Putting Others in the Frame
Welcome to the fiftieth edition of “In-Touch”. As always, I would love to continue the conversation so please let me know in the comments below what you think.
Story of the Week: Putting Others in the Frame
An out-of-the-blue question about parenthood on Farah Shamma’s “Hotel Talk” podcast has changed some of my ideas on management and leadership.
“How did becoming a father change you?” Farah asked.
My reflex answer would have been, “It made me a little bit less selfish.” Before having children, I had often heard others say this but never truly understood it. Once I had become a father, and responsible for another person, I not only understood what they had meant but felt it deeply myself. Instinctively knew that I would no longer put my own needs and desires first.
There is an exercise that I conduct in many of my leadership seminars. Before a coffee break, I take a selfie with all the participants behind me in a U-formation. Once the seminar reconvenes, I pass the phone around the room for everyone to take a look. I then ask the participants to raise their hand if, on being given the photograph, they looked at their own face first. Almost always, 95% of them will raise a hand.
Why is this? On the one hand, it’s normal that we want to see how we appear to others but it could be argued that, by focusing more on ourselves, we are restricting our view of the environment, diverting our attention inwards and away from others. Parenthood shows us how to put others in the frame too and I have no problem with admitting that, in my case, the biggest event that turned my attention away from myself was having children. Suddenly, in addition to my wife, Christine, there was another face in my family picture frame (and soon two more would be added!) and I had a responsibility to take care of them all.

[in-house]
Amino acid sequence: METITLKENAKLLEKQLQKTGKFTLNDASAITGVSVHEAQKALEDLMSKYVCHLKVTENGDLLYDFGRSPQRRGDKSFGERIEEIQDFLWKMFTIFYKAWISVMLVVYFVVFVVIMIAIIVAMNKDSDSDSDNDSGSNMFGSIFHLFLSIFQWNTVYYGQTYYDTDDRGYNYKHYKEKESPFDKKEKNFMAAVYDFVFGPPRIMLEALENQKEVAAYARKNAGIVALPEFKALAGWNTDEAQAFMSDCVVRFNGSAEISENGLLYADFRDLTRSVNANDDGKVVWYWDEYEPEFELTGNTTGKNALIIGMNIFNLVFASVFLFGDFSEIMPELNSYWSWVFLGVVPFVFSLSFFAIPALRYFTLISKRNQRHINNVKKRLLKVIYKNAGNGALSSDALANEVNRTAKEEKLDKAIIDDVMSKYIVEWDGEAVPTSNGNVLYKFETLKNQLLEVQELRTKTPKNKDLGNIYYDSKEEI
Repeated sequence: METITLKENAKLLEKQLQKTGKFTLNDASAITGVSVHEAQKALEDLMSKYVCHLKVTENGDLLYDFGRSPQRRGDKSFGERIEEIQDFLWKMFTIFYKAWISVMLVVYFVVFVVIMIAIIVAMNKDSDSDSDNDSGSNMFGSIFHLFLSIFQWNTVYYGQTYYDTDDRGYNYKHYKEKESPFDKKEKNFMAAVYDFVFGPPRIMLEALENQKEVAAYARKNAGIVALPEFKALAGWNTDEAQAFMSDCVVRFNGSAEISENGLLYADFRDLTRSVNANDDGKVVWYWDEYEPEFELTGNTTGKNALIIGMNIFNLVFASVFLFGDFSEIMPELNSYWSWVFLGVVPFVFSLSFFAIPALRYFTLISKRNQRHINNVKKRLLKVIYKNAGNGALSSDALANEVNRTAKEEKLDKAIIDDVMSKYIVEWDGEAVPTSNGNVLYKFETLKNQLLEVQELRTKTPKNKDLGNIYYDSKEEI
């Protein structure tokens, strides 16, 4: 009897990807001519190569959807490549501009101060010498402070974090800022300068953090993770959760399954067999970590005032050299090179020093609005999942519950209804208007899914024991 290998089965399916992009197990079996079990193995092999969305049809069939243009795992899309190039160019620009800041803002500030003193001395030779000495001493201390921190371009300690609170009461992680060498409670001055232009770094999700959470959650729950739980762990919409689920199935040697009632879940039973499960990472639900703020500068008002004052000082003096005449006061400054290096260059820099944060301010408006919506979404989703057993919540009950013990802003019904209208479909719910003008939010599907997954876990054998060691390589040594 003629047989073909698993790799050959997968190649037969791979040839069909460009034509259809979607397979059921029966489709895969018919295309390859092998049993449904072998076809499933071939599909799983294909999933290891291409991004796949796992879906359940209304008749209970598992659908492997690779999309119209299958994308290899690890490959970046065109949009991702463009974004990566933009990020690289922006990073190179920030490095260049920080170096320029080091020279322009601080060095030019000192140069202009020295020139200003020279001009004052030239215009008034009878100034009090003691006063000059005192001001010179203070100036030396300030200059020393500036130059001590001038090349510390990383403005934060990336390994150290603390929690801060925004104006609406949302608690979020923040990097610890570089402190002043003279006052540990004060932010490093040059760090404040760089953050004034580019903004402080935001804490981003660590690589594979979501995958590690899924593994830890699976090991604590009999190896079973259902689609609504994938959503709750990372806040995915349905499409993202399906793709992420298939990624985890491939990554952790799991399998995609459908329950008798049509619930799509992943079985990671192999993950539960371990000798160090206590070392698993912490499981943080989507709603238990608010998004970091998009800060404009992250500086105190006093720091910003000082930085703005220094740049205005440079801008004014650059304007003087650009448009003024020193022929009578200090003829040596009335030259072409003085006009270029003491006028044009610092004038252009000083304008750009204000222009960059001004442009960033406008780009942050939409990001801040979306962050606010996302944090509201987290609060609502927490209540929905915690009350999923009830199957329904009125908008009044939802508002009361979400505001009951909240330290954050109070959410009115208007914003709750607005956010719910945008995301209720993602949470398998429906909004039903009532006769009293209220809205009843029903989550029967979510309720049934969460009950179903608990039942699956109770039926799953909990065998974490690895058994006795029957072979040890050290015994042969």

In answer to my friend Farah’s question, my actual reply was: “It expanded my view.”
Expanding your view is as important in the professional arena as it is in your personal life. As a manager and a leader, your employees are an integral part of the frame. No man or woman is an island and success tends to be a team sport. So, take time to notice the value that those around you can contribute. It may be natural to look at yourself first in a group photo but try to resist the urge to focus only on yourself too often.
Words of Wisdom
On finding happiness
“Caring about the happiness of others is how we find our own.”
A Question to Ponder, dear friend.
“How wide is your ‘picture frame’ and what can you do to expand it?”
Feel free to let me know your answer to the above question. 😉
Michael R. Virardi